Niki Kelly: Ballot initiatives coming to Indiana? No chance

Niki Kelly

The biggest news from the Nov. 7 elections was Ohio’s passage of two ballot initiatives: one legalizing recreational cannabis and another enshrining a right to abortion access into the constitution.

The moves make Indiana an outlier among surrounding states on both topics.

But even more interestingly, it appears to be prompting Indiana Democrats to grab onto ballot initiatives as a 2024 campaign plank.

“Every citizen deserves the right to initiate and vote on ballot measures, and I’ll continue fighting for Hoosiers to have that freedom in 2024,” Senate Democrat Leader Greg Taylor said. “Our jobs are not to push for policies that serve our personal agendas but for what Hoosiers have told us they want.”

Many people point out that voters nationally are choosing a different path than their gerrymandered legislative representatives. It happened in Ohio, where Republicans banned abortion after six weeks. Kansas had a similar vote last year.

“Hoosier voters should have the same choices as our neighbors,” Indiana Democratic Party Chairman Mike Schmuhl told reporters Nov. 8. “We are becoming an island of restriction, and not truly the crossroads of America.”

He added that the party will likely highlight the topic next year on statewide tours.

Ohio is one of 19 states that has a direct initiative process in which citizens can propose ballot measures without involvement from the state legislature if they meet certain qualifications — usually related to signature gathering and subject matter, as well as various deadlines.

But Republicans have pushed back against such initiatives.

Former U.S. Sen. Rick Santorum, a Republican from Pennsylvania, spoke against referendum measures Nov. 7 on NewsMax.

“You put very sexy things like abortion and marijuana on the ballot and a lot of young people come out and vote. It was a secret sauce for disaster in Ohio,” he said. “Thank goodness that most of the states in this country don’t allow you to put everything on the ballot because pure democracies are not the way to run a country.”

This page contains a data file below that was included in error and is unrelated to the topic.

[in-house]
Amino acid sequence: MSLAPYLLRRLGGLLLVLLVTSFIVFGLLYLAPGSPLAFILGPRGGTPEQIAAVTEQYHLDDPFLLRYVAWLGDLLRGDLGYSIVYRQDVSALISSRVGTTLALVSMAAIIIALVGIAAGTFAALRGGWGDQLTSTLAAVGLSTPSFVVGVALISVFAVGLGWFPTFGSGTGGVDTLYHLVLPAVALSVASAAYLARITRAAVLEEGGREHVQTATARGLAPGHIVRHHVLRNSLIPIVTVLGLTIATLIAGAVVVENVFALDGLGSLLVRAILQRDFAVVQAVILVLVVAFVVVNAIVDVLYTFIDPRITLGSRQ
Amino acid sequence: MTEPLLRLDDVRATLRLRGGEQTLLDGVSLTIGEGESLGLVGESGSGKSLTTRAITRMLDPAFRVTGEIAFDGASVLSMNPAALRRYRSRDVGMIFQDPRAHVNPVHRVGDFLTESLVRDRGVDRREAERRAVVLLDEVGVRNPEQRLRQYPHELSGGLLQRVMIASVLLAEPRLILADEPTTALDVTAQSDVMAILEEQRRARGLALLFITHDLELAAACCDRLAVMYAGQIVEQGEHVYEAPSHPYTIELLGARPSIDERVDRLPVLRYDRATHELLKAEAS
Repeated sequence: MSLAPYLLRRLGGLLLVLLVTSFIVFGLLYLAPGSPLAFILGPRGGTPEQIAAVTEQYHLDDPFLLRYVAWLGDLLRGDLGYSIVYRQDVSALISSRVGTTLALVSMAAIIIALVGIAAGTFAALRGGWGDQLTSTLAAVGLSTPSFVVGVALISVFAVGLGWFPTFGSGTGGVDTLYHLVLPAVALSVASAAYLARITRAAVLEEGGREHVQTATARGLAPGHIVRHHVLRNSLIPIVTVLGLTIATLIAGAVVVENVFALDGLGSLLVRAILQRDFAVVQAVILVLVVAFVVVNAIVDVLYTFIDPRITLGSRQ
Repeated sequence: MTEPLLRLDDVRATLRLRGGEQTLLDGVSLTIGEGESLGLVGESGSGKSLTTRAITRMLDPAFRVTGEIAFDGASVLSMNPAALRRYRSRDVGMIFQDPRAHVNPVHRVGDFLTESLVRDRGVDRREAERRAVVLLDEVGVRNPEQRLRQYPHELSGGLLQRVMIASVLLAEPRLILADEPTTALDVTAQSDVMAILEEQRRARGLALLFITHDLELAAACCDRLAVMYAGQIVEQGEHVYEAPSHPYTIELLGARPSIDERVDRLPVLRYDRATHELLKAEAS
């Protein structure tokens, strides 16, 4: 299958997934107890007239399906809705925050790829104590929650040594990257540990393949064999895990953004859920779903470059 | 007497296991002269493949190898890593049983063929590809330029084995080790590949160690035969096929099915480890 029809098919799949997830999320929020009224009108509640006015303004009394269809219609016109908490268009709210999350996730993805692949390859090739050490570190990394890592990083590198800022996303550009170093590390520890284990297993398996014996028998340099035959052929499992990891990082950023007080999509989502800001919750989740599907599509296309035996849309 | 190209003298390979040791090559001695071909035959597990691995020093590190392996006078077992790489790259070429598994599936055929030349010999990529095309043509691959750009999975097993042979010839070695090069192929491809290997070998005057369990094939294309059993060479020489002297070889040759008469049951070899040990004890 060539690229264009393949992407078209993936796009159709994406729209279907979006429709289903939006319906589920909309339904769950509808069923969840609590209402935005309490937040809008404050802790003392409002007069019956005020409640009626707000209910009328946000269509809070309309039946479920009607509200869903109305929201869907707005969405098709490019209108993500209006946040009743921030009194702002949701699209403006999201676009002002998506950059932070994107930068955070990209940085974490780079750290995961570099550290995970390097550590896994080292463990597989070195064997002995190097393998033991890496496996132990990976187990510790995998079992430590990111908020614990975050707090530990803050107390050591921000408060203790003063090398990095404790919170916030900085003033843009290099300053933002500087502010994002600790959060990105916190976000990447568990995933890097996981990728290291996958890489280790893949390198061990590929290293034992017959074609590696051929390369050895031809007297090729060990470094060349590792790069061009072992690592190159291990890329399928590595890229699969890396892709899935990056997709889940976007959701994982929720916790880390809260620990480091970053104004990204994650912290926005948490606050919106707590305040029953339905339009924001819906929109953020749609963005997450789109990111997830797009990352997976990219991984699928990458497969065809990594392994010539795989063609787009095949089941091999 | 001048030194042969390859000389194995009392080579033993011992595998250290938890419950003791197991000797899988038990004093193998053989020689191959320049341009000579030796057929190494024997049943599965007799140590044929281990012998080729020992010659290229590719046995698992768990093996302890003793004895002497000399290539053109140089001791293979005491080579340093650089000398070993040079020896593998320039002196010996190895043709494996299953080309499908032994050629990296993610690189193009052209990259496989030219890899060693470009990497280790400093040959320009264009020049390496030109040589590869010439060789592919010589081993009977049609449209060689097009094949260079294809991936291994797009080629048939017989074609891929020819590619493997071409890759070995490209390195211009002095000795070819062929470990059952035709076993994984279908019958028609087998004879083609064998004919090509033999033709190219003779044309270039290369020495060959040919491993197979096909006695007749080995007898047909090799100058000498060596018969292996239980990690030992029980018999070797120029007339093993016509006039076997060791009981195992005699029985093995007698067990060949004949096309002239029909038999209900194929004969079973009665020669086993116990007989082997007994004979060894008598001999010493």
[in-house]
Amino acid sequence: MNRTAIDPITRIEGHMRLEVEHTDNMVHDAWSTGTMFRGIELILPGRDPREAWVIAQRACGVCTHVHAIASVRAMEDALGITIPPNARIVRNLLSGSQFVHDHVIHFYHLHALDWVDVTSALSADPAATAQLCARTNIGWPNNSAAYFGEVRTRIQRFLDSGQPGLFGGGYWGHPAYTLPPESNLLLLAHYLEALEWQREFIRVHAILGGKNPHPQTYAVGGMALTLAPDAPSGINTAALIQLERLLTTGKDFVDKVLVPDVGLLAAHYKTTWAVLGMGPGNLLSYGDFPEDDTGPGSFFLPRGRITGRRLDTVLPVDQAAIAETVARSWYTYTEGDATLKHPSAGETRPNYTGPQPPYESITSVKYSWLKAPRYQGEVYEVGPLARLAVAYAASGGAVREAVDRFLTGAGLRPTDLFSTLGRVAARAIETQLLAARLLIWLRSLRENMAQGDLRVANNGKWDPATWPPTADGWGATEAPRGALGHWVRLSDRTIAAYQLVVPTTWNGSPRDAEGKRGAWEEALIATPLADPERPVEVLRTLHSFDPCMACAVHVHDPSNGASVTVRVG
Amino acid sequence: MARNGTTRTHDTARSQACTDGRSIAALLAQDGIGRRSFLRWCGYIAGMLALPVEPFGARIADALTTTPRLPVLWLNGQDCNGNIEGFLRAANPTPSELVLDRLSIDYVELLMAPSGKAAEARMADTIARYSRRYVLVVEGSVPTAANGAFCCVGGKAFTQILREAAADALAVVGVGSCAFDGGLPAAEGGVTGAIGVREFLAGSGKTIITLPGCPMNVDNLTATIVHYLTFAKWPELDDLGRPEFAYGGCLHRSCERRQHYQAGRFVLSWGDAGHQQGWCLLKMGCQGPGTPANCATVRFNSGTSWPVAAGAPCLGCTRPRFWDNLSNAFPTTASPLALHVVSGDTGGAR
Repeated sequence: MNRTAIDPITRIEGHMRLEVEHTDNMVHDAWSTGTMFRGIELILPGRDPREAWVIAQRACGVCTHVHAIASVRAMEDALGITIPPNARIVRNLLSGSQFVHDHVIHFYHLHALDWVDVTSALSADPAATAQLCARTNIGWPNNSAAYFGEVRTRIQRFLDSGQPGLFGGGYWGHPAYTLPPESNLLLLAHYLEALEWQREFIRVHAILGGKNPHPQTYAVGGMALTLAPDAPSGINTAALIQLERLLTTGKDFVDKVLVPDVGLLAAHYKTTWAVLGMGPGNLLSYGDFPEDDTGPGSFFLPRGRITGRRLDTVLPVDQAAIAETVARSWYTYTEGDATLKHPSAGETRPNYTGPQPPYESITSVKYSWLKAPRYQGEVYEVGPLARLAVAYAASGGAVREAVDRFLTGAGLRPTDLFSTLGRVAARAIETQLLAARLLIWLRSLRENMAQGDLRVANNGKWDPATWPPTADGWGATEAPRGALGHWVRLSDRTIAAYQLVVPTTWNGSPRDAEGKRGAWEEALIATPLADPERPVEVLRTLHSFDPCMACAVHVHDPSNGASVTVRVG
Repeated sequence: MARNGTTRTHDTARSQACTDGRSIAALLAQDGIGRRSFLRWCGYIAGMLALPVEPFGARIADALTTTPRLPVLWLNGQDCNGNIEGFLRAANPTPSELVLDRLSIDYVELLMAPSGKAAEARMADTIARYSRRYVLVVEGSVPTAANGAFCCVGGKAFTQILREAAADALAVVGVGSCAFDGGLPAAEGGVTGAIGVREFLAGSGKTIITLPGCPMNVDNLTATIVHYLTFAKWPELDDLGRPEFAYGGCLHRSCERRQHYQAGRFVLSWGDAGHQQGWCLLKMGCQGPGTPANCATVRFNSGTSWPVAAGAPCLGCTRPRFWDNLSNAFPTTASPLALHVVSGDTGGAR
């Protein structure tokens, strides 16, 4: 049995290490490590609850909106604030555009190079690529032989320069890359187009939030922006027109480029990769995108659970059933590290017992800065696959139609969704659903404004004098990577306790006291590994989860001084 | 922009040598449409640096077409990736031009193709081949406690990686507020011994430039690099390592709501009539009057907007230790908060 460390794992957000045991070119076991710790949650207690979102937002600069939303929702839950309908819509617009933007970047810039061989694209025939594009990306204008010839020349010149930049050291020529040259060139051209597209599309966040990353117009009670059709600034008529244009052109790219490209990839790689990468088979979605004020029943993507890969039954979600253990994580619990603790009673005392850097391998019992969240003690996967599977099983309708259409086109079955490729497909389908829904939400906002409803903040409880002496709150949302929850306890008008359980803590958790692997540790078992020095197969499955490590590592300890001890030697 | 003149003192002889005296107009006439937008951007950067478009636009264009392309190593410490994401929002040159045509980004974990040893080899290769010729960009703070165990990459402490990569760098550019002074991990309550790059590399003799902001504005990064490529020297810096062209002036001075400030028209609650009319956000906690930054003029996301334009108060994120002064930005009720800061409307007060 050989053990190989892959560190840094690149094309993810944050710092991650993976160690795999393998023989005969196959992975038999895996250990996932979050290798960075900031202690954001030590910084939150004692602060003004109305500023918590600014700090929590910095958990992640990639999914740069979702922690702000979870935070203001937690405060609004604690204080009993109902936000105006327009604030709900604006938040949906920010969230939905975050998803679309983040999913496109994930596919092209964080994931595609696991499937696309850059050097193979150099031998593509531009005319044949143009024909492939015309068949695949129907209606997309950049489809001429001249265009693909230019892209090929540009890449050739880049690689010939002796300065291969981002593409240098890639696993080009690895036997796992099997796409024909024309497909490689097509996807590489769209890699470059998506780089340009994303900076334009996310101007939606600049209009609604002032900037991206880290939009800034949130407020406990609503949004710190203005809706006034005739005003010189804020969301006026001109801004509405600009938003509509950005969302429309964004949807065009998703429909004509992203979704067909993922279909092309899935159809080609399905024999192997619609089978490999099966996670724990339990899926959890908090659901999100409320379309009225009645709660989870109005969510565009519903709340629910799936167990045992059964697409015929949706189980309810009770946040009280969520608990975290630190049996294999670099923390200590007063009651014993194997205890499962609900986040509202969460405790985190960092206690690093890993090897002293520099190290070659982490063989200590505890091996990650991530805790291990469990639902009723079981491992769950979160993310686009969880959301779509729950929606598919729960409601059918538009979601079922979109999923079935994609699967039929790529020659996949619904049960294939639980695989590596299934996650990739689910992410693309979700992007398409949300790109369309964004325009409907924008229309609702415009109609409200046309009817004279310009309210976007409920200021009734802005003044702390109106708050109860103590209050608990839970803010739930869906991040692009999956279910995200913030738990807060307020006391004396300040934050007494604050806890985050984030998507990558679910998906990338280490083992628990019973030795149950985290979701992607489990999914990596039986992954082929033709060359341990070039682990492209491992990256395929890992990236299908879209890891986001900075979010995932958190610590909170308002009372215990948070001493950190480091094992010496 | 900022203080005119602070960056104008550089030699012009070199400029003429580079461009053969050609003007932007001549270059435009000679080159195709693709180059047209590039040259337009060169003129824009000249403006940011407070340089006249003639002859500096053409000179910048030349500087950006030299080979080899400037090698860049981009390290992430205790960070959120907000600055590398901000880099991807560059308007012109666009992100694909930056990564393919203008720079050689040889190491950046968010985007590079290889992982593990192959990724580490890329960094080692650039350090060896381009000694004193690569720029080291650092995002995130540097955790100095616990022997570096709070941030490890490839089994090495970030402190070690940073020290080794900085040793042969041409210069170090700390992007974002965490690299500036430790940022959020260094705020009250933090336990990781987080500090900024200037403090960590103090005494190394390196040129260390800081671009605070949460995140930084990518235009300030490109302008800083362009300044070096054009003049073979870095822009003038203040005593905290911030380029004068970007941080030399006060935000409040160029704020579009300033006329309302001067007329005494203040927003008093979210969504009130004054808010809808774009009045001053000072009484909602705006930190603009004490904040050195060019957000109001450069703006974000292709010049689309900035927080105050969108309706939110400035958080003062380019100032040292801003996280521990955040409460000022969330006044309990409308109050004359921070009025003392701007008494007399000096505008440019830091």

I was a bit surprised at the sentiment of young people coming out to vote being a negative, but Indiana Right to Life followed up with a similar defense.

“Indiana voters made their voices heard when they elected pro-life candidates predominately, and those voters’ election choices are protected from referendums powered by special interests,” President and CEO Mike Fichter said in a statement after the Ohio votes.

A spokesman for The Indiana Republican Party said it’s up to the General Assembly and executive branch to make policy.

“Our job is to get Republicans elected. Voters do have a say in supporting or rejecting policy decisions when they go to ballot box every election cycle,” said Joe Elsener, executive director of the Indiana GOP.

I support a direct ballot initiative with proper safeguards to ensure a high bar to get on the ballot.

It’s a worthy fight for Democrats, but it would require Republican supermajorities in the House and Senate to willingly give up some power to regular residents. That’s just not going to happen. And to be fair, I don’t think it would happen if the roles were reversed either.

Too bad, because I never think voters casting ballots is a bad thing.

Niki Kelly is editor-in-chief of, where this commentary previously appeared. She has covered Indiana politics and the Indiana Statehouse since 1999 for publications including the Fort Wayne Journal Gazette. Send comments to [email protected].